clear off stones, dig ditches to put them into, drain your land, or
build fence--bring bog meadows and swamps into dry cultivation--send
every little brook through artificial channels for irrigation--send
water up from lowland springs and streams by hydraulic rams for the same
purpose, and for stock on the hills; or bring it down from hillsides if
you are so situated; and buy guano for those distant fields, instead of
wasting time in the laborious operation of hauling manure. Those who use
guano, are enabled by the saving of time, to say nothing of their
increased profits, to make improvements which are utterly impossible to
accomplish under the old system.

_How to choose Guano._--As we are satisfied no sensible reader can have
perused the preceding pages, without having come to the determination to
make a trial for himself, we will give him some general instructions
about buying guano.

In the first place, we lay it down as an incontrovertible axiom, that
the Peruvian guano, at the current price for years of that and all
other, is the cheapest and best, because it contains the largest amount
of ammonia, in a perfectly dry state; as a carbonate, true, but because
dry, it is permanent and not likely to loose by volatilization by long

If other varieties contain a larger proportion of phosphates, and are
sold at a less price, experience proves they are not cheaper. If an
additional quantity of phosphates is desirable, it can be obtained in a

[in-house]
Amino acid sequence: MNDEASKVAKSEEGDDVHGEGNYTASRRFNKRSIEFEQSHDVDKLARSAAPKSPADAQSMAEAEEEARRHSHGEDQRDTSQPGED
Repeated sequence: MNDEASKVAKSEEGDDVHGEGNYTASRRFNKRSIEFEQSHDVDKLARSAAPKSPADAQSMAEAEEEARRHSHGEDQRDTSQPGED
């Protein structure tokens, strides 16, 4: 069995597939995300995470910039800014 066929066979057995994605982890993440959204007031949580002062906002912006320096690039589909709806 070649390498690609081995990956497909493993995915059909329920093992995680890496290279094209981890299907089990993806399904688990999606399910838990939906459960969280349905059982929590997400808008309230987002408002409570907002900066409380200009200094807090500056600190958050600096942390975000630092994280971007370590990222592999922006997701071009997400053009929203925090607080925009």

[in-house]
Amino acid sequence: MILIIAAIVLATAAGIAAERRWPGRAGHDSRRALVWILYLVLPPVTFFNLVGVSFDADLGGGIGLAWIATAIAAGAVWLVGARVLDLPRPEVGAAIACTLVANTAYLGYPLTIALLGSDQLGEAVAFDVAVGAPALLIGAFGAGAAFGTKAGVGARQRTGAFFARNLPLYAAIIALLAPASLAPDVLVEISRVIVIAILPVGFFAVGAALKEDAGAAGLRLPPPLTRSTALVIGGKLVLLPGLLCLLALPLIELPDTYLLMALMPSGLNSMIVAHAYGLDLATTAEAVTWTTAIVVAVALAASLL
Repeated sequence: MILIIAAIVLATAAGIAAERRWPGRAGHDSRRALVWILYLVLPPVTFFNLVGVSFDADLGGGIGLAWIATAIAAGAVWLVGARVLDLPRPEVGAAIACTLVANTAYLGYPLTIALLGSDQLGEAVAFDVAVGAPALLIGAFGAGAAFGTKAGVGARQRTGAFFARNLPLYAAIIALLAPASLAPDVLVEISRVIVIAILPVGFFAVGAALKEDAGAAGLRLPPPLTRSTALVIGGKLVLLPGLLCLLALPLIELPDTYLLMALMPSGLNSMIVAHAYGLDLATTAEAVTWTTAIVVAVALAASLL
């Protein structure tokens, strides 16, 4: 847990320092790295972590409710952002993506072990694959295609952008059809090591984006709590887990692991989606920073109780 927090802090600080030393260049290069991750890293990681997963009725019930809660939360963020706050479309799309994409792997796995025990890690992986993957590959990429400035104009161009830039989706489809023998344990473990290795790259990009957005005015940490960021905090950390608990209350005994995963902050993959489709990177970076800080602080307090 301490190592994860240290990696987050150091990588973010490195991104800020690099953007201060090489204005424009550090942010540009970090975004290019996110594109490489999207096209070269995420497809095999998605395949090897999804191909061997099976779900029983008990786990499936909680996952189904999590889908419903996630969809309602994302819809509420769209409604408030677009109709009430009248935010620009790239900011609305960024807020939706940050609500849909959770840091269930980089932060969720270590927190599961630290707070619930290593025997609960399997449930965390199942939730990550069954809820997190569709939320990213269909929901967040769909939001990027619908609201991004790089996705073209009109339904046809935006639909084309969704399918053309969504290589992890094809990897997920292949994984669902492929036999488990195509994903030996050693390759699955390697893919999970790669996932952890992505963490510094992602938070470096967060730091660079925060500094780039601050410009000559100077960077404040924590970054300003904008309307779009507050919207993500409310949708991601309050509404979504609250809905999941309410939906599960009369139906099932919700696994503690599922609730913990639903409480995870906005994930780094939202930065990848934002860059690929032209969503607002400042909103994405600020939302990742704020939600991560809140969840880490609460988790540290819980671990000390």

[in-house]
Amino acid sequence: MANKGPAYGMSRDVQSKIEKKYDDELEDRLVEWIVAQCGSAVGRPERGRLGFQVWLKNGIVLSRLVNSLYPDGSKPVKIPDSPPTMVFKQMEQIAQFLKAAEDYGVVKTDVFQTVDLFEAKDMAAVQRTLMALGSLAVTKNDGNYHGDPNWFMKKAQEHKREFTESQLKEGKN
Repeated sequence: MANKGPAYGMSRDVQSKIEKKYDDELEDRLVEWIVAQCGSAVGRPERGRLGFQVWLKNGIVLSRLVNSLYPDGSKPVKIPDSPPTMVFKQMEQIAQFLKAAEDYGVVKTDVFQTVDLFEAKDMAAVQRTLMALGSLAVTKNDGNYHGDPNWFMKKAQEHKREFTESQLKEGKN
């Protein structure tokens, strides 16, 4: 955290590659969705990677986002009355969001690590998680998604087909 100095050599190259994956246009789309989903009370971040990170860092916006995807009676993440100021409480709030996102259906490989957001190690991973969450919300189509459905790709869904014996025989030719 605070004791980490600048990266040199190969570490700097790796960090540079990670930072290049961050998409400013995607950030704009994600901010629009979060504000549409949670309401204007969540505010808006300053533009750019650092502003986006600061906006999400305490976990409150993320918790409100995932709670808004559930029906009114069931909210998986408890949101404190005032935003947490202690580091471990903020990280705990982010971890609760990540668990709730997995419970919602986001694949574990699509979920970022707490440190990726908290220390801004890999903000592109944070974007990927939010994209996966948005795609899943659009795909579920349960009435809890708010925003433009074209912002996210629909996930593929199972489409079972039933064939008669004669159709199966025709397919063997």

cheaper form from dissolved bones, or bone dust and shavings of bone
workers; or from mineral phosphates of lime. Recollect, guano under no
other name, has ever equalled the Peruvian, in the results as compared
with the quality or cost.

Therefore buy none but Peruvian. To guard against deception, be careful
of whom you buy. If you cannot buy directly from the agents, be sure the
character of your merchant is a sufficient guarantee against

_To test the quality of Guano._--The best test is the price. Unlike
other merchandise, this article is not subject to fluctuations. Being a
government monopoly, the price at which the agents are to sell here is
fixed in Peru, and that price may be easily known; therefore, if any
dealer offers you Peruvian guano at "a reduced price," you may be sure
the quality is reduced also. Remember, that the lowest price by the ship
load, it can be procured for of the agents in Baltimore or New York is
$46 per ton of 2240 lbs. To this, every fair, honest dealer, must add
freight, insurance and profit. Every man who sells without such
addition, you may be sure will make his profit by short weight or

The next best test is its appearance. Good Peruvian guano is an
impalpable powder, perfectly dry to the touch, of a uniform brownish
yellow color, with a strong smell, like that of spirits of hartshorn,
contained in ammoniacal smelling bottles. But the smell is no test; that
which smells strongest may be worst, as the ammonia may be disengaged by
moisture or by the addition of lime or salt.